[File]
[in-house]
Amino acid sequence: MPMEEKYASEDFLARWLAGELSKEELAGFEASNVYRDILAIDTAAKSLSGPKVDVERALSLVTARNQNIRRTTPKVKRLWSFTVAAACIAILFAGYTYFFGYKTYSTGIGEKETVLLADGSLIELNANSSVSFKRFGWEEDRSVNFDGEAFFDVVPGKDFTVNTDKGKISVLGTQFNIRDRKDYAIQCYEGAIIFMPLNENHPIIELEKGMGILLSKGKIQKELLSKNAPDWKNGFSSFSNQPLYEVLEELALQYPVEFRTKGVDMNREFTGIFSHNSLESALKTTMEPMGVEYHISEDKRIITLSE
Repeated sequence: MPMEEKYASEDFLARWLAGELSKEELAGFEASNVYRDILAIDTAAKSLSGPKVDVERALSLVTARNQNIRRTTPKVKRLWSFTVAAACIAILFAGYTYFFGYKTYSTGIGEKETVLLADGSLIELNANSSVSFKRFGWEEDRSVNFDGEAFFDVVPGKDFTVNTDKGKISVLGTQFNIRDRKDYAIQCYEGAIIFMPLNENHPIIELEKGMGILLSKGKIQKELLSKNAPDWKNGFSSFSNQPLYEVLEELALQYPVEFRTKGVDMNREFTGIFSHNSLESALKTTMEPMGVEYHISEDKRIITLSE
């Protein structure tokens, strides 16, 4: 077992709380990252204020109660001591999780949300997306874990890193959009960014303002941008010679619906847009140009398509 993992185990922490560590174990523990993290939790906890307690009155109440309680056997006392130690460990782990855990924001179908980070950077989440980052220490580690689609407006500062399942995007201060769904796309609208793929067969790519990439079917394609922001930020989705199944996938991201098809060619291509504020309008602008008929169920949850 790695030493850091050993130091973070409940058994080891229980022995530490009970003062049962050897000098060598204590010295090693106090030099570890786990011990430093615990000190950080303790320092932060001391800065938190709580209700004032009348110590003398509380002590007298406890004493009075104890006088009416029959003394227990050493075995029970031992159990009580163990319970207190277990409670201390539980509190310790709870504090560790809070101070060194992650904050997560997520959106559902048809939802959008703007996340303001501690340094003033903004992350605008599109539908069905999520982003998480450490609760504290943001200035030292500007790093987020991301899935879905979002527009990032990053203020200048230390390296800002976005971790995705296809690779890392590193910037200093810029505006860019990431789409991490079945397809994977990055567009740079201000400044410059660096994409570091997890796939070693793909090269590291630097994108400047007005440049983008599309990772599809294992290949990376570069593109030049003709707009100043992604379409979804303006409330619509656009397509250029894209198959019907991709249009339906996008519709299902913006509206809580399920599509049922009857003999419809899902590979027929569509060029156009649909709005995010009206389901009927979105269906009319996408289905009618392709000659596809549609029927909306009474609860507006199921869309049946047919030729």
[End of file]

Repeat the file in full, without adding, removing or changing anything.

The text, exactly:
[in-house]
Amino acid sequence: MPMEEKYASEDFLARWLAGELSKEELAGFEASNVYRDILAIDTAAKSLSGPKVDVERALSLVTARNQNIRRTTPKVKRLWSFTVAAACIAILFAGYTYFFGYKTYSTGIGEKETVLLADGSLIELNANSSVSFKRFGWEEDRSVNFDGEAFFDVVPGKDFTVNTDKGKISVLGTQFNIRDRKDYAIQCYEGAIIFMPLNENHPIIELEKGMGILLSKGKIQKELLSKNAPDWKNGFSSFSNQPLYEVLEELALQYPVEFRTKGVDMNREFTGIFSHNSLESALKTTMEPMGVEYHISEDKRIITLSE
Repeated sequence: MPMEEKYASEDFLARWLAGELSKEELAGFEASNVYRDILAIDTAAKSLSGPKVDVERALSLVTARNQNIRRTTPKVKRLWSFTVAAACIAILFAGYTYFFGYKTYSTGIGEKETVLLADGSLIELNANSSVSFKRFGWEEDRSVNFDGEAFFDVVPGKDFTVNTDKGKISVLGTQFNIRDRKDYAIQCYEGAIIFMPLNENHPIIELEKGMGILLSKGKIQKELLSKNAPDWKNGFSSFSNQPLYEVLEELALQYPVEFRTKGVDMNREFTGIFSHNSLESALKTTMEPMGVEYHISEDKRIITLSE
């Protein structure tokens, strides 16, 4: 077992709380990252204020109660001591999780949300997306874990890193959009960014303002941008010679619906847009140009398509 993992185990922490560590174990523990993290939790906890307690009155109440309680056997006392130690460990782990855990924001179908980070950077989440980052220490580690689609407006500062399942995007201060769904796309609208793929067969790519990439079917394609922001930020989705199944996938991201098809060619291509504020309008602008008929169920949850 790695030493850091050993130091973070409940058994080891229980022995530490009970003062049962050897000098060598204590010295090693106090030099570890786990011990430093615990000190950080303790320092932060001391800065938190709580209700004032009348110590003398509380002590007298406890004493009075104890006088009416029959003394227990050493075995029970031992159990009580163990319970207190277990409670201390539980509190310790709870504090560790809070101070060194992650904050997560997520959106559902048809939802959008703007996340303001501690340094003033903004992350605008599109539908069905999520982003998480450490609760504290943001200035030292500007790093987020991301899935879905979002527009990032990053203020200048230390390296800002976005971790995705296809690779890392590193910037200093810029505006860019990431789409991490079945397809994977990055567009740079201000400044410059660096994409570091997890796939070693793909090269590291630097994108400047007005440049983008599309990772599809294992290949990376570069593109030049003709707009100043992604379409979804303006409330619509656009397509250029894209198959019907991709249009339906996008519709299902913006509206809580399920599509049922009857003999419809899902590979027929569509060029156009649909709005995010009206389901009927979105269906009319996408289905009618392709000659596809549609029927909306009474609860507006199921869309049946047919030729």